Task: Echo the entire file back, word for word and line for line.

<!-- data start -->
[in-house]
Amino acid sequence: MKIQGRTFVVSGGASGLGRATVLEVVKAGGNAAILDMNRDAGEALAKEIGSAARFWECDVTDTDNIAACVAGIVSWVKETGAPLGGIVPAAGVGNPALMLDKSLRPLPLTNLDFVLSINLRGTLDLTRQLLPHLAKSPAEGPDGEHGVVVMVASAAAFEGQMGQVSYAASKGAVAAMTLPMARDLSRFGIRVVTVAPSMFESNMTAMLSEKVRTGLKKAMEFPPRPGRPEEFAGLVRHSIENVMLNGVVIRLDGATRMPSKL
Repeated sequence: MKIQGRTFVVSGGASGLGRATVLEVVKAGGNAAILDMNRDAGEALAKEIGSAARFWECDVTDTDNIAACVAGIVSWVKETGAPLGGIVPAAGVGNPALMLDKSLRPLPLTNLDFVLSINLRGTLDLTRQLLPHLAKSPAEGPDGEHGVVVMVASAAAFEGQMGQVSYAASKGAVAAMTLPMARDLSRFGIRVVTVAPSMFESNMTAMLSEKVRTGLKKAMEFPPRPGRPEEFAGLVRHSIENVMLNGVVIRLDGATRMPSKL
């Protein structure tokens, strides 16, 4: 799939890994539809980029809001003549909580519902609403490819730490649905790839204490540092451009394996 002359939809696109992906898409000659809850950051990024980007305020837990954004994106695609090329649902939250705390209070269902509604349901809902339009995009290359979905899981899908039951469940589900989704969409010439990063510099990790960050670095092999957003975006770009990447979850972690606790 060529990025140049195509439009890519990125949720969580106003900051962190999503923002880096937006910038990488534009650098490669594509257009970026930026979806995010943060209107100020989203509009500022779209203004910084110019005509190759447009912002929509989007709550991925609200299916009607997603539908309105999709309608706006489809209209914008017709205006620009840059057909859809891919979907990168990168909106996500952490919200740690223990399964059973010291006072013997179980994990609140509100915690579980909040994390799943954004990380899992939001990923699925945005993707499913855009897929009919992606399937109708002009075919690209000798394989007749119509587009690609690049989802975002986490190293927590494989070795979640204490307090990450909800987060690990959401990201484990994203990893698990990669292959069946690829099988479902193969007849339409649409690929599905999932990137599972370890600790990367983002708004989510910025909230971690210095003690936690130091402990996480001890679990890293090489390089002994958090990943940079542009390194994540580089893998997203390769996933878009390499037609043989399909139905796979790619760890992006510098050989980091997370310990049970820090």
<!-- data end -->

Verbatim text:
[in-house]
Amino acid sequence: MKIQGRTFVVSGGASGLGRATVLEVVKAGGNAAILDMNRDAGEALAKEIGSAARFWECDVTDTDNIAACVAGIVSWVKETGAPLGGIVPAAGVGNPALMLDKSLRPLPLTNLDFVLSINLRGTLDLTRQLLPHLAKSPAEGPDGEHGVVVMVASAAAFEGQMGQVSYAASKGAVAAMTLPMARDLSRFGIRVVTVAPSMFESNMTAMLSEKVRTGLKKAMEFPPRPGRPEEFAGLVRHSIENVMLNGVVIRLDGATRMPSKL
Repeated sequence: MKIQGRTFVVSGGASGLGRATVLEVVKAGGNAAILDMNRDAGEALAKEIGSAARFWECDVTDTDNIAACVAGIVSWVKETGAPLGGIVPAAGVGNPALMLDKSLRPLPLTNLDFVLSINLRGTLDLTRQLLPHLAKSPAEGPDGEHGVVVMVASAAAFEGQMGQVSYAASKGAVAAMTLPMARDLSRFGIRVVTVAPSMFESNMTAMLSEKVRTGLKKAMEFPPRPGRPEEFAGLVRHSIENVMLNGVVIRLDGATRMPSKL
């Protein structure tokens, strides 16, 4: 799939890994539809980029809001003549909580519902609403490819730490649905790839204490540092451009394996 002359939809696109992906898409000659809850950051990024980007305020837990954004994106695609090329649902939250705390209070269902509604349901809902339009995009290359979905899981899908039951469940589900989704969409010439990063510099990790960050670095092999957003975006770009990447979850972690606790 060529990025140049195509439009890519990125949720969580106003900051962190999503923002880096937006910038990488534009650098490669594509257009970026930026979806995010943060209107100020989203509009500022779209203004910084110019005509190759447009912002929509989007709550991925609200299916009607997603539908309105999709309608706006489809209209914008017709205006620009840059057909859809891919979907990168990168909106996500952490919200740690223990399964059973010291006072013997179980994990609140509100915690579980909040994390799943954004990380899992939001990923699925945005993707499913855009897929009919992606399937109708002009075919690209000798394989007749119509587009690609690049989802975002986490190293927590494989070795979640204490307090990450909800987060690990959401990201484990994203990893698990990669292959069946690829099988479902193969007849339409649409690929599905999932990137599972370890600790990367983002708004989510910025909230971690210095003690936690130091402990996480001890679990890293090489390089002994958090990943940079542009390194994540580089893998997203390769996933878009390499037609043989399909139905796979790619760890992006510098050989980091997370310990049970820090």